I told Marcus Baker a couple of weeks ago that I would like to lend a hand in figuring out the best way to get SimpleTest working with Apache-Test. I actually was able to put quite a bit of time into this today and have achieved some results finally. Now, these results are far from a solution. All I have managed to do thus far really is to understand enough about the inner workings of Apache-Test so I can actually get a "self-created" test working inside of the Apache-Test environment.
I was doing my daily browsing of the sitepoint forums and was visiting a topic we have started regarding Hibernate and OQL. One of the posts in that topic said pretty much the following:
[quote]Oh i forgot to mention that Exceptions are a prime example of something that doesnt fit the PHP way at all![/quote]
Now I don’t exactly know what the "PHP" way is. But a statement like this makes ABSOLUTELY no sense to me. I decided against posting my thoughts at sitepoint as this would undoubtedly ruin an otherwise informative thread.
Now thankfully I was able to get a better idea of where this guy was coming from since he posted a comment at the following blog post:
After reading several posts on sitepoint about how great propel is and how I should really give it a try I decided to give er a go. Results of the attempted install below.
Continue reading Propel Frustrates me to no end
This entry was spawned by a post in sitepoint’s forums about benchmarking. It reminded me of what a jaded view many programmers have about quick and dirty benchmarking options. Most people make use of microtime()/time() functions, which at the surface makes sense. However, I never like to look at things on the surface, so I would like to dig a little deeper and show everyone a unix/linux alternative to the standard microtime() bench mark.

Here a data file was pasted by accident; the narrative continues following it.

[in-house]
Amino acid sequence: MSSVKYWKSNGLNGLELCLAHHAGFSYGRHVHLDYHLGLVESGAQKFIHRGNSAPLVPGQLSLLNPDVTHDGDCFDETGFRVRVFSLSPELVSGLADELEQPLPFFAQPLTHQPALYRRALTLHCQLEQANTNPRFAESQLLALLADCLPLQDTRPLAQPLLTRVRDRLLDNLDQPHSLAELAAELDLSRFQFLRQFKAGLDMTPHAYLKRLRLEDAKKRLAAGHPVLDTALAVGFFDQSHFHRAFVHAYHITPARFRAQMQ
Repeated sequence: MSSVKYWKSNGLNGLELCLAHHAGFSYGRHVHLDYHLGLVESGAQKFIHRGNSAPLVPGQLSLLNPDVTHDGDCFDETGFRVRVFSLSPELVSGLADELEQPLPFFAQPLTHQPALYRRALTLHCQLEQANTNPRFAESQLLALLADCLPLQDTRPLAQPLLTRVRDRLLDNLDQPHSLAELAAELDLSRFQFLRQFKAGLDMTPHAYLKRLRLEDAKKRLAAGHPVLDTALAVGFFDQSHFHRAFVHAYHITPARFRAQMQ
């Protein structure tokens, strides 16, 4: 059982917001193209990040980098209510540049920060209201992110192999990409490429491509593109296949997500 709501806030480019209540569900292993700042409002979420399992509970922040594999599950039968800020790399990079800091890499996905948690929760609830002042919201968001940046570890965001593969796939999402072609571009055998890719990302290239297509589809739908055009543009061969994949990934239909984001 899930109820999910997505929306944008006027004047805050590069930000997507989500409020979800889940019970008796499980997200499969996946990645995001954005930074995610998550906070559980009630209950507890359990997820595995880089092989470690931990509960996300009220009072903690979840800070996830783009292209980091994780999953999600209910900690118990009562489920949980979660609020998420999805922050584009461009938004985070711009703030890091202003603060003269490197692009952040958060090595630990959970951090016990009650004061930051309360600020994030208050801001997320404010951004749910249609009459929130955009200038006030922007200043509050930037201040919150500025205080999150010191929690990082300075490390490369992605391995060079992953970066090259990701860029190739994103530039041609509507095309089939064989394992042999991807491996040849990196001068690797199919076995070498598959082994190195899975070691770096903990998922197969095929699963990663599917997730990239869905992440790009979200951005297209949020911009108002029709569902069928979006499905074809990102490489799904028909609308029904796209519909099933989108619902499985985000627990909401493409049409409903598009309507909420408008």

Below you will find a little ‘bit’ that I was about to put into a forum post. I then decided it was off topic from the question I was asked. There was lots of good info that I didn’t want to forget I said though, so I am going to keep it here for posterity’s sake. Enjoy!
To find the best way to do something there are many issues you have to deal with. I like to divide the issues into three seperate categories: delivery of functionality, efficiency of code, and ease of implementation.
I think I may have finally found a solution to the click path tracking question: http://www.sebastian-bergmann.de/blog/archives/446-Second-Release-Candidate-for-phpOpenTracker-1.5.0.html
To summarize, setup was simple, integration was simple, it doesn’t have a packaged web interface to speak of. It is only marketed as a framework, so a nice interface shouldn’t even be expected really. Continue reading Click Path Tracking/Analysis Stuffins
I saw a question come up involving chained selects on the sitepoint php forums. I have wresteled with that problem quite a bit and as a result it lead me to publish almost a books worth of info to the thread.
**Update 10/30/04 **
First off, it has been brought to my attention that this DOES NOT work for Linux servers. It has only been successfully tested on FreeBSD servers. In particular a FreeBSD 4.10_STABLE server. I am currently working on a similar solution for Apache on Linux. (Redhat9 in particular)
I think I have finally found a way to do what I need to do with parrallel versions. My situation is my company’s hosting farm doesn’t give us the ability to run two seperate apache servers on one box and I don’t particularly want to run a CGI version due to the loss of $_SERVER variables and other security issues. So I endeavored on a trick to get php5 to use a different mime-type. Well, it’s not a trick, but it’s also probably not obvious to most people how to accomplish this so read on.
Continue reading PHP5 and PHP4 Running on SAME apache server
Thanks to one of my php heros Harry Fuecks I was able to track down a Mozilla Firefox extension that allows me to search the PHP Function Manual straight from my browser. In the even that anyone else is looking for the same thing, here is where you can grab it: